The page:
• @fixer1234, it sounds like it's an internal drive and AFAIK you can't eject them. I think I'd power down the machine to remove one as well. – Holloway Mar 23 '15 at 9:44
  • @Trengot: I assumed that when moving it to the other machine, she was using some form of USB connection. If she is opening the box and connecting it internally, you may be right. That means magicandres1981's answer would be required. – fixer1234 Mar 23 '15 at 15:31
4

Such issues are caused by the new Windows 8 shutdown mode called HybridBoot which is a log off and hibernation. In Hibernation, Windows doesn't really write all data back to the disk and this can cause chkdsk to detect file system issues. Turn the feature off, to prevent the issue.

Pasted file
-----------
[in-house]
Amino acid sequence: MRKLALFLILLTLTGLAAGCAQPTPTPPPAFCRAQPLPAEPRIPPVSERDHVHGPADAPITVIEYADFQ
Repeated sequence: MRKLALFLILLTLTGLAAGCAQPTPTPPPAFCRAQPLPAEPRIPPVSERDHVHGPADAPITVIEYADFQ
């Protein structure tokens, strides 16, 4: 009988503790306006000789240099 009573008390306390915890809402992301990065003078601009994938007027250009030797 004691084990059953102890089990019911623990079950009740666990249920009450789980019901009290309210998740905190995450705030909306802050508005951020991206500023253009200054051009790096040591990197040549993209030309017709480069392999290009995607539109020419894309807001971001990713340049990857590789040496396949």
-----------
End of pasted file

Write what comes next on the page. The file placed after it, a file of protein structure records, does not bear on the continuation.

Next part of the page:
• If she doesn't want to mess with system settings (assumption based on comment about being worried about getting a shock removing a USB cable), ejecting the drive will ensure all writes are complete (she can still wait to remove the cord). – fixer1234 Mar 23 '15 at 5:50
  • Hi fixer1234, just to clarify on something - she only worry about getting a electrical shock when removing the hard disk from the desktop machine that is not power off. If the desktop machine is power off and not running, she don't mind taking any computer parts, even the memory RAM. However, if the desktop machine is power on and running, she will not dare to remove RAM, hard disk from it. – user275517 Mar 23 '15 at 6:31
  • @user275517 Well, you probably don't want to literally pull out a RAM stick while the system is running... – Thomas Mar 23 '15 at 7:22